be stationed in the trial room to figure out when cases are called is disrespectful to stakeholders and a waste of their resources. Publication of calendars would make the openness of the trial room much more useful.


The Department should also take steps to ensure that those harmed by police use of force have an accessible and respectful avenue to obtain disciplinary case information. The Panel heard from multiple constituents that obtaining such information is difficult and the process is demeaning. The Panel sees value in the appointment of a management-level executive dedicated to providing one-on-one attention to persons seeking information in these situations. A thoughtful, assertive, and dedicated executive in this role would provide much-needed sensitivity and understanding to victims and family members who currently do not have a sympathetic and dedicated ear in the Department. The Department would benefit as well. As things currently stand, victims and family members are left to learn about the NYPD disciplinary process in a haphazard fashion—through some combination of plaintiffs’ attorneys, criminal defense attorneys, community groups, and their own research. The creation of the liaison role would let the NYPD tell that story itself.

The Panel understands that the scope of the liaison’s substantive work will necessarily be circumscribed by § 50–a. But even in the absence of § 50–a reform, the liaison can explain the steps of the process, confirm dates of trials or other relevant events, update individuals on a case’s progress through those stages, and make an informed estimate as to when the case may be decided by the Police Commissioner. In the final analysis, the Panel believes that the positive message conveyed simply by the allocation of respectful senior personnel and resources to the liaison role is itself important.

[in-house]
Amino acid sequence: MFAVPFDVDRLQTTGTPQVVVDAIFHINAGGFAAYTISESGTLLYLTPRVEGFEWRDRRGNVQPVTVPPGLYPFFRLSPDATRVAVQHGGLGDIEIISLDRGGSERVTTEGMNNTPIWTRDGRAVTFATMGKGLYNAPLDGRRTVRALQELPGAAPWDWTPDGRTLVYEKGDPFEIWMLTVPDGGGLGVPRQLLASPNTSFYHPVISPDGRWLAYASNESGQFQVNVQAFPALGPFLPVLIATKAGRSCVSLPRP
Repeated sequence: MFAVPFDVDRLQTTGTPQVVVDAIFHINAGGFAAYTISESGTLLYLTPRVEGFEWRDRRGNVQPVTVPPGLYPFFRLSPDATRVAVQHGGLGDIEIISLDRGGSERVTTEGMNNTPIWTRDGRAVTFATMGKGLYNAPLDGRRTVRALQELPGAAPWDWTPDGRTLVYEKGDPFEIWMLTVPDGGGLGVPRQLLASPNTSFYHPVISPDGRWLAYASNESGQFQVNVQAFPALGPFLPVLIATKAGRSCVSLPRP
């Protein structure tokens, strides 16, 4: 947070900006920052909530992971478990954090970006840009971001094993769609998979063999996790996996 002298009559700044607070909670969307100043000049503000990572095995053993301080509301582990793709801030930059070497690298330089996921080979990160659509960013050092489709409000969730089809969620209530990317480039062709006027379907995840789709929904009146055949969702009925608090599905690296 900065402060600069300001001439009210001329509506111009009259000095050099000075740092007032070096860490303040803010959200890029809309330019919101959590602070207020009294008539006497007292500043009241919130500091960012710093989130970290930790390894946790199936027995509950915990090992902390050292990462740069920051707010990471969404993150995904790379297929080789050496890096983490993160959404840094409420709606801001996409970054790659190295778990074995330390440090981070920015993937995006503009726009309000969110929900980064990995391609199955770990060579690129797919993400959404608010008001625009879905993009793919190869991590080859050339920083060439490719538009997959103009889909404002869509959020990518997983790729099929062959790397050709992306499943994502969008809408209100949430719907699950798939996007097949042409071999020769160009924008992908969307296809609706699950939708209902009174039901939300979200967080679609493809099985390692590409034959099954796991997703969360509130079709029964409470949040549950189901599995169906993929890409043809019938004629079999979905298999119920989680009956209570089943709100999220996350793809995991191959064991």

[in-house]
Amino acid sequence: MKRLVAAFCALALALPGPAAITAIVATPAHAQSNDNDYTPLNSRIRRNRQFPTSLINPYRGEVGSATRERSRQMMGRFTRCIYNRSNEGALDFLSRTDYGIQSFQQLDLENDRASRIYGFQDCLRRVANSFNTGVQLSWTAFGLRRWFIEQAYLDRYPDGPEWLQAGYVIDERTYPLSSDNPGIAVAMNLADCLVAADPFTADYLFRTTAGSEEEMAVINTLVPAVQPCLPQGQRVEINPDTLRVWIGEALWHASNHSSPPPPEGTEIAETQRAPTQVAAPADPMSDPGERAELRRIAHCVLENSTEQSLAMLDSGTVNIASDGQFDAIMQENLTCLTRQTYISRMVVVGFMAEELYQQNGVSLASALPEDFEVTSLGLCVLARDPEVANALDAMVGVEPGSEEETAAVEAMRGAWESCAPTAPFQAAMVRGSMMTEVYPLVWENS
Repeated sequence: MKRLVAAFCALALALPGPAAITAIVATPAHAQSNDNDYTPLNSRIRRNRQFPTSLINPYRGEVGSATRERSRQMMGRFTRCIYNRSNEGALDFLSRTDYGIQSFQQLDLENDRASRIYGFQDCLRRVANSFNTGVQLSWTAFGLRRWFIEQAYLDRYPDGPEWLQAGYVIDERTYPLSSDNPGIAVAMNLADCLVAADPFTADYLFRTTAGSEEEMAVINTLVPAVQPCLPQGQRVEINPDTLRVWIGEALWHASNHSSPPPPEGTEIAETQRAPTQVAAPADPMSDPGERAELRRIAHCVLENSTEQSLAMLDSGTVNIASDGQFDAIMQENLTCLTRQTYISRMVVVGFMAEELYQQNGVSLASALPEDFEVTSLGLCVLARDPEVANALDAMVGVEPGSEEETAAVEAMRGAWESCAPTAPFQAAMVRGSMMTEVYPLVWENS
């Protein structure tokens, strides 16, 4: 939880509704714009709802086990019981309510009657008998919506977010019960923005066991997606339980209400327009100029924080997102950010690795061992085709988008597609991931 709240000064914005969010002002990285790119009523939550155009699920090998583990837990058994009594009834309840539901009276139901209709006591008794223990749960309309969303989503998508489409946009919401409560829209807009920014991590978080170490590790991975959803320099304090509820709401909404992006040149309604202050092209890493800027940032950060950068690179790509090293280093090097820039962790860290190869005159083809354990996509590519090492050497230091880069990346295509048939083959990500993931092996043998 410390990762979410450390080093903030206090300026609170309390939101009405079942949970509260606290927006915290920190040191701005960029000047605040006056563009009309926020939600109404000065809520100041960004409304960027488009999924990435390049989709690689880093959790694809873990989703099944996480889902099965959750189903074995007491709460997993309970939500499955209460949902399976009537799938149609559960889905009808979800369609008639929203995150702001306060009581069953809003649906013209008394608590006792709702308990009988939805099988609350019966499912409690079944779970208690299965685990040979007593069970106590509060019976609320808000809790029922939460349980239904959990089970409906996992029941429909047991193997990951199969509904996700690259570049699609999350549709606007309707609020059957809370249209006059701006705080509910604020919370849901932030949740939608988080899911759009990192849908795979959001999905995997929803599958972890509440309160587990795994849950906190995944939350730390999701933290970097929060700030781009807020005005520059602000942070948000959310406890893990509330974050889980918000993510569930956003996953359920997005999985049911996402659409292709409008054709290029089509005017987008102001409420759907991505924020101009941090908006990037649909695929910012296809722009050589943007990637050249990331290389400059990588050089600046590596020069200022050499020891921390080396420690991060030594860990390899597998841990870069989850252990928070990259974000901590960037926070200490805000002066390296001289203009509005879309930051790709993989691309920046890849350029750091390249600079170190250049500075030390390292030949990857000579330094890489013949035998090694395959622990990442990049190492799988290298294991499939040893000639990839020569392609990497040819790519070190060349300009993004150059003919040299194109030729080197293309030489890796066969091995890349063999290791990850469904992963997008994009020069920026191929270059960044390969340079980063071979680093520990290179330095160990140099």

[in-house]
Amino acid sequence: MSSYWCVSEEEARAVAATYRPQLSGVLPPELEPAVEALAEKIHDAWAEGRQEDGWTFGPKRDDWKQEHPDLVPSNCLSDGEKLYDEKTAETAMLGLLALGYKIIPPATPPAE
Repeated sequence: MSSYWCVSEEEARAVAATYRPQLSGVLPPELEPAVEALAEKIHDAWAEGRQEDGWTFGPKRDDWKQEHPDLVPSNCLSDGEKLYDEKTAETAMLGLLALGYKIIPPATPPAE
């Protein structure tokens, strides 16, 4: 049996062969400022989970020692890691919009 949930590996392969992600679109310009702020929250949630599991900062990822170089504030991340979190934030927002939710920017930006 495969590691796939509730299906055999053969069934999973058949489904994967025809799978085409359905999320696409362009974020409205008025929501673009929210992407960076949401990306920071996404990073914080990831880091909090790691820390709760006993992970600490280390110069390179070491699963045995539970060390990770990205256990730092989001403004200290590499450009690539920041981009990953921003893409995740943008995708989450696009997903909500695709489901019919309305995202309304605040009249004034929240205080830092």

The exercise of unfettered discretion has the potential to result in inconsistent outcomes, favoritism, and excessive leniency. The Panel believes, however, that the Commissioner, who is responsible and accountable for the performance of every member of the NYPD, is also uniquely positioned to evaluate discipline. However, against the backdrop of longstanding public concerns about the transparency of the disciplinary process and the legal obstacles to improving transparency, the Commissioner’s unfettered discretion over disciplinary matters imposes a heightened responsibility on him to enhance public transparency and his own accountability for the decisions he makes. There are a number of steps the Commissioner can take.

First, the Panel recommends that the Commissioner prepare variance memoranda in all disciplinary cases where he departs from a disciplinary recommendation—whether in a DAO or CCRB prosecution, a DCT trial or a settlement, and regardless of whether the departure is upward or downward. Such memoranda are currently required only in cases prosecuted by CCRB, tried by DCT, and where the Commissioner departs downwards. While the settlement process does not afford an officer all of the procedural protections afforded by a trial, in changing the disposition of a settled case, the Commissioner is substituting his judgment for an outcome negotiated and agreed to by the parties. The parties and others involved in the